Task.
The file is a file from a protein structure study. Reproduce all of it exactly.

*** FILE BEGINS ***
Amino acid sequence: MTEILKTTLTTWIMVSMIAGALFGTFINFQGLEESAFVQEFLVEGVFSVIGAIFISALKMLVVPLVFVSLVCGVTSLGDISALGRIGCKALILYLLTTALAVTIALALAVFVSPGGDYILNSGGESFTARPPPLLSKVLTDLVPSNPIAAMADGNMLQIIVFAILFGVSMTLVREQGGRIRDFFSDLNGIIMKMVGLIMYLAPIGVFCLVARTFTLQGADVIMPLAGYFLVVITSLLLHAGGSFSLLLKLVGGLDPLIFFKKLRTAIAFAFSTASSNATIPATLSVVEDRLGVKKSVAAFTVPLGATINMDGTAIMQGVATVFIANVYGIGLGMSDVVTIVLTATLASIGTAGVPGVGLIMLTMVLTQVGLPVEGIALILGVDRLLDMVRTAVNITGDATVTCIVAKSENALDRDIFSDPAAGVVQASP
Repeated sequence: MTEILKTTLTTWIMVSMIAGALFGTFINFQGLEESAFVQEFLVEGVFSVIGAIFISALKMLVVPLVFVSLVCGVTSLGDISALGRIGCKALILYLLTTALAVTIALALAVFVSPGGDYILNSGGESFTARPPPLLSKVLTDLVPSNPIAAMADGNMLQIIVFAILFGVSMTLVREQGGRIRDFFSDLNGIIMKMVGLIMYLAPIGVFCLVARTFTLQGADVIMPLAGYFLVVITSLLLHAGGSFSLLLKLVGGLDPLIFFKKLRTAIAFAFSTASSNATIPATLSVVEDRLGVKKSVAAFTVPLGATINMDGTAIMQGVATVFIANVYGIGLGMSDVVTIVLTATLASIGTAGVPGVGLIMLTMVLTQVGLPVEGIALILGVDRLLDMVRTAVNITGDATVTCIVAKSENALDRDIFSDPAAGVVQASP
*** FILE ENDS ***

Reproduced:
Amino acid sequence: MTEILKTTLTTWIMVSMIAGALFGTFINFQGLEESAFVQEFLVEGVFSVIGAIFISALKMLVVPLVFVSLVCGVTSLGDISALGRIGCKALILYLLTTALAVTIALALAVFVSPGGDYILNSGGESFTARPPPLLSKVLTDLVPSNPIAAMADGNMLQIIVFAILFGVSMTLVREQGGRIRDFFSDLNGIIMKMVGLIMYLAPIGVFCLVARTFTLQGADVIMPLAGYFLVVITSLLLHAGGSFSLLLKLVGGLDPLIFFKKLRTAIAFAFSTASSNATIPATLSVVEDRLGVKKSVAAFTVPLGATINMDGTAIMQGVATVFIANVYGIGLGMSDVVTIVLTATLASIGTAGVPGVGLIMLTMVLTQVGLPVEGIALILGVDRLLDMVRTAVNITGDATVTCIVAKSENALDRDIFSDPAAGVVQASP
Repeated sequence: MTEILKTTLTTWIMVSMIAGALFGTFINFQGLEESAFVQEFLVEGVFSVIGAIFISALKMLVVPLVFVSLVCGVTSLGDISALGRIGCKALILYLLTTALAVTIALALAVFVSPGGDYILNSGGESFTARPPPLLSKVLTDLVPSNPIAAMADGNMLQIIVFAILFGVSMTLVREQGGRIRDFFSDLNGIIMKMVGLIMYLAPIGVFCLVARTFTLQGADVIMPLAGYFLVVITSLLLHAGGSFSLLLKLVGGLDPLIFFKKLRTAIAFAFSTASSNATIPATLSVVEDRLGVKKSVAAFTVPLGATINMDGTAIMQGVATVFIANVYGIGLGMSDVVTIVLTATLASIGTAGVPGVGLIMLTMVLTQVGLPVEGIALILGVDRLLDMVRTAVNITGDATVTCIVAKSENALDRDIFSDPAAGVVQASP